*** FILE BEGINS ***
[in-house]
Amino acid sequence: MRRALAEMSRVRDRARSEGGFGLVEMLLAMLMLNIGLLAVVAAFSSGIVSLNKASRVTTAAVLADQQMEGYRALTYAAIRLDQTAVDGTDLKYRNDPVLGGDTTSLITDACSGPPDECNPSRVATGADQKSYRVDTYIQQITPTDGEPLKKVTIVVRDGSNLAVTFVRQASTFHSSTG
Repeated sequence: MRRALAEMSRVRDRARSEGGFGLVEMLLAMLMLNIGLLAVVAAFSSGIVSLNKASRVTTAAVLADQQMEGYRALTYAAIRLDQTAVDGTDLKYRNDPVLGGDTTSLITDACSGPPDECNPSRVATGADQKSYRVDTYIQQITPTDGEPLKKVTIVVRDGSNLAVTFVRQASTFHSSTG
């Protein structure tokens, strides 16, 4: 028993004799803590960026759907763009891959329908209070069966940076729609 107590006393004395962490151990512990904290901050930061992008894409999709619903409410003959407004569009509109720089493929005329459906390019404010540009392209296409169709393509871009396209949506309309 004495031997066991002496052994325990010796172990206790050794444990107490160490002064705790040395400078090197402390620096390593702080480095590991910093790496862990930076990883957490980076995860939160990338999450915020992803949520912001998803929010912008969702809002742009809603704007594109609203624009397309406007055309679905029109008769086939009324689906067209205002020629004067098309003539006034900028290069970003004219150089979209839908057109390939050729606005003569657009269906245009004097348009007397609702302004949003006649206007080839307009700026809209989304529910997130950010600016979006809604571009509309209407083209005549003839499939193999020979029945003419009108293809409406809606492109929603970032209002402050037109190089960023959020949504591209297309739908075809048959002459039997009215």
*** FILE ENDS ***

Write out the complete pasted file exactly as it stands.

[in-house]
Amino acid sequence: MRRALAEMSRVRDRARSEGGFGLVEMLLAMLMLNIGLLAVVAAFSSGIVSLNKASRVTTAAVLADQQMEGYRALTYAAIRLDQTAVDGTDLKYRNDPVLGGDTTSLITDACSGPPDECNPSRVATGADQKSYRVDTYIQQITPTDGEPLKKVTIVVRDGSNLAVTFVRQASTFHSSTG
Repeated sequence: MRRALAEMSRVRDRARSEGGFGLVEMLLAMLMLNIGLLAVVAAFSSGIVSLNKASRVTTAAVLADQQMEGYRALTYAAIRLDQTAVDGTDLKYRNDPVLGGDTTSLITDACSGPPDECNPSRVATGADQKSYRVDTYIQQITPTDGEPLKKVTIVVRDGSNLAVTFVRQASTFHSSTG
């Protein structure tokens, strides 16, 4: 028993004799803590960026759907763009891959329908209070069966940076729609 107590006393004395962490151990512990904290901050930061992008894409999709619903409410003959407004569009509109720089493929005329459906390019404010540009392209296409169709393509871009396209949506309309 004495031997066991002496052994325990010796172990206790050794444990107490160490002064705790040395400078090197402390620096390593702080480095590991910093790496862990930076990883957490980076995860939160990338999450915020992803949520912001998803929010912008969702809002742009809603704007594109609203624009397309406007055309679905029109008769086939009324689906067209205002020629004067098309003539006034900028290069970003004219150089979209839908057109390939050729606005003569657009269906245009004097348009007397609702302004949003006649206007080839307009700026809209989304529910997130950010600016979006809604571009509309209407083209005549003839499939193999020979029945003419009108293809409406809606492109929603970032209002402050037109190089960023959020949504591209297309739908075809048959002459039997009215």